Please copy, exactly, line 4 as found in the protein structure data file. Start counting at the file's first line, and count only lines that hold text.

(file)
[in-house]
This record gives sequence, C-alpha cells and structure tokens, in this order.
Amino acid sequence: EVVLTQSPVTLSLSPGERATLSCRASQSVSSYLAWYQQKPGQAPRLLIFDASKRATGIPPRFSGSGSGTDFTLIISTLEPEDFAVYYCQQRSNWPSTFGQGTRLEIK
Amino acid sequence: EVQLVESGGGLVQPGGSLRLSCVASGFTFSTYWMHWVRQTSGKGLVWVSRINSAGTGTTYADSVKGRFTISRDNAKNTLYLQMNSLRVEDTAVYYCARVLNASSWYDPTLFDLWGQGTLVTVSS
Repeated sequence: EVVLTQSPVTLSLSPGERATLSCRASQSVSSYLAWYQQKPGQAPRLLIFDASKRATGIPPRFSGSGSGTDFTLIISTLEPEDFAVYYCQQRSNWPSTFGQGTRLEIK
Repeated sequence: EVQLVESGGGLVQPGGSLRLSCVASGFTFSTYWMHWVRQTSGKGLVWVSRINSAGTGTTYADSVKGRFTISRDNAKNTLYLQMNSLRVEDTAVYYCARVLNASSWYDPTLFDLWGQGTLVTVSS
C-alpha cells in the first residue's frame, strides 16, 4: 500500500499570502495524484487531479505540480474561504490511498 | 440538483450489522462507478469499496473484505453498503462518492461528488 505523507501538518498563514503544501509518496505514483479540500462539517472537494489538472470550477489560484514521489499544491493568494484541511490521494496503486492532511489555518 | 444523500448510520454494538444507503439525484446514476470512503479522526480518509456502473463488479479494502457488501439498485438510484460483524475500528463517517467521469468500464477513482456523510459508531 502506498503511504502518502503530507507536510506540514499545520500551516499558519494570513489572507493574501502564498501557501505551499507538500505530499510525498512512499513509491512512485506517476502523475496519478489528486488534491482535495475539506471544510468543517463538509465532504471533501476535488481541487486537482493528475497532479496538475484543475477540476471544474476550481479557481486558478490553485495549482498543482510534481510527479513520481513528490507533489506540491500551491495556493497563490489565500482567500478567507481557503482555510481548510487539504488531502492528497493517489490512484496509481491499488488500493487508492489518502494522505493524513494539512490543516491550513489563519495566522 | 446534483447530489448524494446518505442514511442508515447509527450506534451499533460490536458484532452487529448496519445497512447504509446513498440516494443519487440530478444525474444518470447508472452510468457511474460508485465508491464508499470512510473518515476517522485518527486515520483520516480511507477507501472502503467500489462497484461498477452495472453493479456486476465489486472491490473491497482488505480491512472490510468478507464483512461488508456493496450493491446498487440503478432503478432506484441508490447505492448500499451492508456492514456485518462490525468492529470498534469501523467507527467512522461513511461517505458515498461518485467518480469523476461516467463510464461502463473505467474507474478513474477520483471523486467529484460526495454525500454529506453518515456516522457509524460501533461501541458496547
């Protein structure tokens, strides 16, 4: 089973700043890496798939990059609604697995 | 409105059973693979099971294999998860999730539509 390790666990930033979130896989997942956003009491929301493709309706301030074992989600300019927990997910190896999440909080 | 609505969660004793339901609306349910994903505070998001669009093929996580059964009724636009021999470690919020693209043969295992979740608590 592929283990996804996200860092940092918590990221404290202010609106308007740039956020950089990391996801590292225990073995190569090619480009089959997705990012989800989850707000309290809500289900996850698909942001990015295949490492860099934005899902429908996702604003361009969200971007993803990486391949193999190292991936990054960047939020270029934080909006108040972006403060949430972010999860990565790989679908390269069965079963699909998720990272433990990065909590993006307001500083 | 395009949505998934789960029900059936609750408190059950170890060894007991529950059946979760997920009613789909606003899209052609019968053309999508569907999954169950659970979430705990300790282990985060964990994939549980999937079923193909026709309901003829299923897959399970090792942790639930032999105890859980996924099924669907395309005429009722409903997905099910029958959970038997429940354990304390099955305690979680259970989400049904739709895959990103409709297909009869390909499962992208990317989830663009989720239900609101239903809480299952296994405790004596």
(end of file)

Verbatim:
Amino acid sequence: EVQLVESGGGLVQPGGSLRLSCVASGFTFSTYWMHWVRQTSGKGLVWVSRINSAGTGTTYADSVKGRFTISRDNAKNTLYLQMNSLRVEDTAVYYCARVLNASSWYDPTLFDLWGQGTLVTVSS